How to Clean White Shoes

How to Clean White Shoes


It happens every year: I am completely unprepared for the first hot day of spring.

In theory, I should know it’s coming—the trees are in full bloom, and it’s May, after all—but still, the unpredictability of New York weather has a way of disarming you against common logic. One day, I’m debating whether I should put my winter coat away, and the next, boom, it’s suddenly summer, and I’m not ready at all. I struggle most when it comes to seasonally appropriate footwear.

Like last week, when the temperature in New York hit 80 degrees for the first time in 236 days. Instead of waltzing outside to read in the sun, I was stuck frantically rummaging around in my closet for anything that wasn’t a) winter boots, or b) running shoes. Finally, zipped away in a storage bag, I found my white tennis shoes, the only surviving pair from last summer.

They weren’t left totally unscathed, though. Three months of summer in the city—walking all over Manhattan, stepping in questionable puddles, riding the M train, taking the ferry to the beach—had left their canvas exteriors and rubber soles smudged, dingy, and discolored.

But I had a coffee meeting to get to and, at least for now, these shoes were my only option. I quickly took to Google for a solution. One in particular kept popping up: white non-gel toothpaste. Following instructions online, I scrubbed a little bit onto the canvas and soles with an old toothbrush, wiped the toothpaste off with a cool, damp cloth, and let them dry on a sunny windowsill while I got dressed. And just like that, my tired tennis shoes were were bright, smudge-free, and ready to hit the pavement. For the first time in years, I felt just a little bit more ready for summer.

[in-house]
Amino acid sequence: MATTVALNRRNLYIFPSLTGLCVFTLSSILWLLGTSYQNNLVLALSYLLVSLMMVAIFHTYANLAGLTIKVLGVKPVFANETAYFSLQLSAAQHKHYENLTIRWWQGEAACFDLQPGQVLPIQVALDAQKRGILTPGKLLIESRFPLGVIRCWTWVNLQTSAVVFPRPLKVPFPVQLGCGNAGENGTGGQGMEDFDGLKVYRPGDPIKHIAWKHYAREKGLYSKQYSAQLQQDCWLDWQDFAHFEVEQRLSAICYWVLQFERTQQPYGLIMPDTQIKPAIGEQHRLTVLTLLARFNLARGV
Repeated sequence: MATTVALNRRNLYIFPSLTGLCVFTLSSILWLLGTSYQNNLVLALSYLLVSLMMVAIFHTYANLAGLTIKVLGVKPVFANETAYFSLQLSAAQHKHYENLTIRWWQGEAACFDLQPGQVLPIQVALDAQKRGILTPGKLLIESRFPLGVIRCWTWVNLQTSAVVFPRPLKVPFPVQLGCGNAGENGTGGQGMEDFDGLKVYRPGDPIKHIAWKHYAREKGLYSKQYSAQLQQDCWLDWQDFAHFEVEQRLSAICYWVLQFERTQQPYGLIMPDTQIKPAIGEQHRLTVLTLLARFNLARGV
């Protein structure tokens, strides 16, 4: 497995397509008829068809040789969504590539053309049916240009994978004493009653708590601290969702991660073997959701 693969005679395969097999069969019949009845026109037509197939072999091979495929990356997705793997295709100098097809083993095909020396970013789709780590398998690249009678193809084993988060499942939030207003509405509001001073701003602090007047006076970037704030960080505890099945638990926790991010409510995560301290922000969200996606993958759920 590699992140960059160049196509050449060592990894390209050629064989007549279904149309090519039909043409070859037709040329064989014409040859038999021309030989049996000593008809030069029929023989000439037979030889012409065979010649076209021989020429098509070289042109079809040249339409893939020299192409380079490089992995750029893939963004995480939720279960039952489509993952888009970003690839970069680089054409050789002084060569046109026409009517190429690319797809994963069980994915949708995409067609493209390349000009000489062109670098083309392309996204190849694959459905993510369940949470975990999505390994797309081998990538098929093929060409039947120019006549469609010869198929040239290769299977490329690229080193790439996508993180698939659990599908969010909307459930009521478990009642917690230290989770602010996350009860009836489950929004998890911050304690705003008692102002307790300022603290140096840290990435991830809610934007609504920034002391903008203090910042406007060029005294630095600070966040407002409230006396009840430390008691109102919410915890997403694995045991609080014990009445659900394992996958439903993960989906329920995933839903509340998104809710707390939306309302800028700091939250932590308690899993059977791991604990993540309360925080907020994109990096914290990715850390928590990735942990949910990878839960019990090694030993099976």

It turns out that white toothpaste can clean more than just your teeth. It’s gentle but efficient, and works as a polish in all kinds of spots around the house. Here are four more unexpected things you can do with just a little squeeze. (Remember, use sparingly—a little goes a long way.)

1. Clean the sink. Add a drop of toothpaste to a sponge and scrub it around the bowl of your bathroom sink, then rinse. It won’t kill bacteria, but it’ll shine up your sink and make your bathroom smell minty fresh.

2. Polish faucets and fixtures. Polish your chrome fixtures (or kitchen sink) with a dab of toothpaste to remove splatters and soap scum and make them look shiny and new.

3. De-fog mirrors. Swipe a little toothpaste across a mirror and wipe clean before your shower, and it’ll magically stay fog-free.

4. Remove marks from painted walls. Toothpaste is like a DIY magic eraser: Add a bit to a clean toothbrush and scrub onto any kids’ crayon marks on walls, then wipe with a damp cloth. Make sure to test this in an out-of-the-way test spot first. Note: I also tried this on a stray pen mark and it worked like a charm.

Have any clever cleaning tricks? Let us know in the comments!

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